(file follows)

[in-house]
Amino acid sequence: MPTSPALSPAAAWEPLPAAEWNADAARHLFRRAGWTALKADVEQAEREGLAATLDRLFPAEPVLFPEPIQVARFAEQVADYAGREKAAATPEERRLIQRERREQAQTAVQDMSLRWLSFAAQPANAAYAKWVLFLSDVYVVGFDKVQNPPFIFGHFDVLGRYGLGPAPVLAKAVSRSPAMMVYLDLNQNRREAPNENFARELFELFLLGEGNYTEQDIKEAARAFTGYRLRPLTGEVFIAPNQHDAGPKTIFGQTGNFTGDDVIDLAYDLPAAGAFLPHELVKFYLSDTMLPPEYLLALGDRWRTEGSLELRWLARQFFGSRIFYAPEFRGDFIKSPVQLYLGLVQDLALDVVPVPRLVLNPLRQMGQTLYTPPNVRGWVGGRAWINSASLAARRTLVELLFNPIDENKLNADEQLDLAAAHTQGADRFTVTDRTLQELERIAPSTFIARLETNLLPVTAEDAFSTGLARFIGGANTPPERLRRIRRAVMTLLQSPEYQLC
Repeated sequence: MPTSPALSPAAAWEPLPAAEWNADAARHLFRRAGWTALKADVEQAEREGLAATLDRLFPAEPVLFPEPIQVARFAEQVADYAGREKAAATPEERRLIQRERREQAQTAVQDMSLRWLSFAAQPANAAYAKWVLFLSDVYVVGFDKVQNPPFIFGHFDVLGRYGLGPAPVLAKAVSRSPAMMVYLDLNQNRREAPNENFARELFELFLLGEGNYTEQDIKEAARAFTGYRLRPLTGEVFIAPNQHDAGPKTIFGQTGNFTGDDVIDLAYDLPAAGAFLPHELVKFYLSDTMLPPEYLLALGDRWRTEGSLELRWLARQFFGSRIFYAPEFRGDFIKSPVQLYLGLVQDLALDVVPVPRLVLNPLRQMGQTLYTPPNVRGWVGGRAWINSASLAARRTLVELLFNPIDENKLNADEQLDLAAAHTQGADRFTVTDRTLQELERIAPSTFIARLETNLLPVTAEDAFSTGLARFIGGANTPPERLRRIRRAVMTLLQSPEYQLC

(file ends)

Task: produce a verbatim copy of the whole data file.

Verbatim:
[in-house]
Amino acid sequence: MPTSPALSPAAAWEPLPAAEWNADAARHLFRRAGWTALKADVEQAEREGLAATLDRLFPAEPVLFPEPIQVARFAEQVADYAGREKAAATPEERRLIQRERREQAQTAVQDMSLRWLSFAAQPANAAYAKWVLFLSDVYVVGFDKVQNPPFIFGHFDVLGRYGLGPAPVLAKAVSRSPAMMVYLDLNQNRREAPNENFARELFELFLLGEGNYTEQDIKEAARAFTGYRLRPLTGEVFIAPNQHDAGPKTIFGQTGNFTGDDVIDLAYDLPAAGAFLPHELVKFYLSDTMLPPEYLLALGDRWRTEGSLELRWLARQFFGSRIFYAPEFRGDFIKSPVQLYLGLVQDLALDVVPVPRLVLNPLRQMGQTLYTPPNVRGWVGGRAWINSASLAARRTLVELLFNPIDENKLNADEQLDLAAAHTQGADRFTVTDRTLQELERIAPSTFIARLETNLLPVTAEDAFSTGLARFIGGANTPPERLRRIRRAVMTLLQSPEYQLC
Repeated sequence: MPTSPALSPAAAWEPLPAAEWNADAARHLFRRAGWTALKADVEQAEREGLAATLDRLFPAEPVLFPEPIQVARFAEQVADYAGREKAAATPEERRLIQRERREQAQTAVQDMSLRWLSFAAQPANAAYAKWVLFLSDVYVVGFDKVQNPPFIFGHFDVLGRYGLGPAPVLAKAVSRSPAMMVYLDLNQNRREAPNENFARELFELFLLGEGNYTEQDIKEAARAFTGYRLRPLTGEVFIAPNQHDAGPKTIFGQTGNFTGDDVIDLAYDLPAAGAFLPHELVKFYLSDTMLPPEYLLALGDRWRTEGSLELRWLARQFFGSRIFYAPEFRGDFIKSPVQLYLGLVQDLALDVVPVPRLVLNPLRQMGQTLYTPPNVRGWVGGRAWINSASLAARRTLVELLFNPIDENKLNADEQLDLAAAHTQGADRFTVTDRTLQELERIAPSTFIARLETNLLPVTAEDAFSTGLARFIGGANTPPERLRRIRRAVMTLLQSPEYQLC